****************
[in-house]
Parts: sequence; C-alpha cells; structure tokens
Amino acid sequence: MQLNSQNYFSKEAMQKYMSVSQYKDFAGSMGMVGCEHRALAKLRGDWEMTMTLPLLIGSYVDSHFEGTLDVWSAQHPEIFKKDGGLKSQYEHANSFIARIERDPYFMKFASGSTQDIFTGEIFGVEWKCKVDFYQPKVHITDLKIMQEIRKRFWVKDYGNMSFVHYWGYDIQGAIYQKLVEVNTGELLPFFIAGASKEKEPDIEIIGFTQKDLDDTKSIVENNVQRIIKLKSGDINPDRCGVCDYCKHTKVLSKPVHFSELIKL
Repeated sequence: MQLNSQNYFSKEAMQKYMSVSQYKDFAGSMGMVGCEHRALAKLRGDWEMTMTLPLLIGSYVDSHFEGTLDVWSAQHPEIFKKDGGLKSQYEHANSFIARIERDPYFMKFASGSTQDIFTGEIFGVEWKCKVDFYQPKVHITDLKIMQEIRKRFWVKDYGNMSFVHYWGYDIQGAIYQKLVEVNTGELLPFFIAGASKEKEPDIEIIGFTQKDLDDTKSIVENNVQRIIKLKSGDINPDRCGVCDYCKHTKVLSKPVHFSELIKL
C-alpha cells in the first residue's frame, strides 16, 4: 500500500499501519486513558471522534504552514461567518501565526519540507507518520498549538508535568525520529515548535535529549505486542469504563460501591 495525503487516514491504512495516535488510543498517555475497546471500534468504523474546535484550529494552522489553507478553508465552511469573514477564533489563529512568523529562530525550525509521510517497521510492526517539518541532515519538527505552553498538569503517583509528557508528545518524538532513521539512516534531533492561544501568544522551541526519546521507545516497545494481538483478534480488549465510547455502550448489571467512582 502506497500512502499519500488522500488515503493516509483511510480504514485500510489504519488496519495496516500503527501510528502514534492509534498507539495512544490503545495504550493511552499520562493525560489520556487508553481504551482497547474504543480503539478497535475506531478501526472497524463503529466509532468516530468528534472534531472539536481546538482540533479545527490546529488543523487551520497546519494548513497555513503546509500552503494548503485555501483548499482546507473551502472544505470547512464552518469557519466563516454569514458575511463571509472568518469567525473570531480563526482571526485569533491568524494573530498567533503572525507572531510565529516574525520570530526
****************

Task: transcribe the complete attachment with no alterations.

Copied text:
[in-house]
Parts: sequence; C-alpha cells; structure tokens
Amino acid sequence: MQLNSQNYFSKEAMQKYMSVSQYKDFAGSMGMVGCEHRALAKLRGDWEMTMTLPLLIGSYVDSHFEGTLDVWSAQHPEIFKKDGGLKSQYEHANSFIARIERDPYFMKFASGSTQDIFTGEIFGVEWKCKVDFYQPKVHITDLKIMQEIRKRFWVKDYGNMSFVHYWGYDIQGAIYQKLVEVNTGELLPFFIAGASKEKEPDIEIIGFTQKDLDDTKSIVENNVQRIIKLKSGDINPDRCGVCDYCKHTKVLSKPVHFSELIKL
Repeated sequence: MQLNSQNYFSKEAMQKYMSVSQYKDFAGSMGMVGCEHRALAKLRGDWEMTMTLPLLIGSYVDSHFEGTLDVWSAQHPEIFKKDGGLKSQYEHANSFIARIERDPYFMKFASGSTQDIFTGEIFGVEWKCKVDFYQPKVHITDLKIMQEIRKRFWVKDYGNMSFVHYWGYDIQGAIYQKLVEVNTGELLPFFIAGASKEKEPDIEIIGFTQKDLDDTKSIVENNVQRIIKLKSGDINPDRCGVCDYCKHTKVLSKPVHFSELIKL
C-alpha cells in the first residue's frame, strides 16, 4: 500500500499501519486513558471522534504552514461567518501565526519540507507518520498549538508535568525520529515548535535529549505486542469504563460501591 495525503487516514491504512495516535488510543498517555475497546471500534468504523474546535484550529494552522489553507478553508465552511469573514477564533489563529512568523529562530525550525509521510517497521510492526517539518541532515519538527505552553498538569503517583509528557508528545518524538532513521539512516534531533492561544501568544522551541526519546521507545516497545494481538483478534480488549465510547455502550448489571467512582 502506497500512502499519500488522500488515503493516509483511510480504514485500510489504519488496519495496516500503527501510528502514534492509534498507539495512544490503545495504550493511552499520562493525560489520556487508553481504551482497547474504543480503539478497535475506531478501526472497524463503529466509532468516530468528534472534531472539536481546538482540533479545527490546529488543523487551520497546519494548513497555513503546509500552503494548503485555501483548499482546507473551502472544505470547512464552518469557519466563516454569514458575511463571509472568518469567525473570531480563526482571526485569533491568524494573530498567533503572525507572531510565529516574525520570530526